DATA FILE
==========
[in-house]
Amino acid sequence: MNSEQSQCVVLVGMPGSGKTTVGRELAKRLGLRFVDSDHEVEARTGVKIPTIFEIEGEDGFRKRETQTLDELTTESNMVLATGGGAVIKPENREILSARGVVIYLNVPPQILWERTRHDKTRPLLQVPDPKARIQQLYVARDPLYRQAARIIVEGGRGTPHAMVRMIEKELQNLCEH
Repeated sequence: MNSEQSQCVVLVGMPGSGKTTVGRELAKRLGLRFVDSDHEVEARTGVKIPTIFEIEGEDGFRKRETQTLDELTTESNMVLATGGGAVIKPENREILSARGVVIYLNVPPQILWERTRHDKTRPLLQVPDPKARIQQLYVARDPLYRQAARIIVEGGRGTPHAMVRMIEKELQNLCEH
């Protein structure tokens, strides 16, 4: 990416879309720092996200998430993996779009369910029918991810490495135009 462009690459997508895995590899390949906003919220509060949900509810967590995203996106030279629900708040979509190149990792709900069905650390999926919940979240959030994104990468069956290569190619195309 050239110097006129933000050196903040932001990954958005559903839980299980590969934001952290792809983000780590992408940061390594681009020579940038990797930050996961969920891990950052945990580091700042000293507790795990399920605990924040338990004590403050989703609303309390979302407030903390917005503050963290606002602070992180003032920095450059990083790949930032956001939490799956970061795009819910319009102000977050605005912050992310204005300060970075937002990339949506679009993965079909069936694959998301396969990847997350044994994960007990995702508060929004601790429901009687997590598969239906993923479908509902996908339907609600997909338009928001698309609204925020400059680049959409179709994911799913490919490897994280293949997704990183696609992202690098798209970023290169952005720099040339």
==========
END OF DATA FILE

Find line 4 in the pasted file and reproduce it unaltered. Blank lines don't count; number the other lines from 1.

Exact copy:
């Protein structure tokens, strides 16, 4: 990416879309720092996200998430993996779009369910029918991810490495135009 462009690459997508895995590899390949906003919220509060949900509810967590995203996106030279629900708040979509190149990792709900069905650390999926919940979240959030994104990468069956290569190619195309 050239110097006129933000050196903040932001990954958005559903839980299980590969934001952290792809983000780590992408940061390594681009020579940038990797930050996961969920891990950052945990580091700042000293507790795990399920605990924040338990004590403050989703609303309390979302407030903390917005503050963290606002602070992180003032920095450059990083790949930032956001939490799956970061795009819910319009102000977050605005912050992310204005300060970075937002990339949506679009993965079909069936694959998301396969990847997350044994994960007990995702508060929004601790429901009687997590598969239906993923479908509902996908339907609600997909338009928001698309609204925020400059680049959409179709994911799913490919490897994280293949997704990183696609992202690098798209970023290169952005720099040339």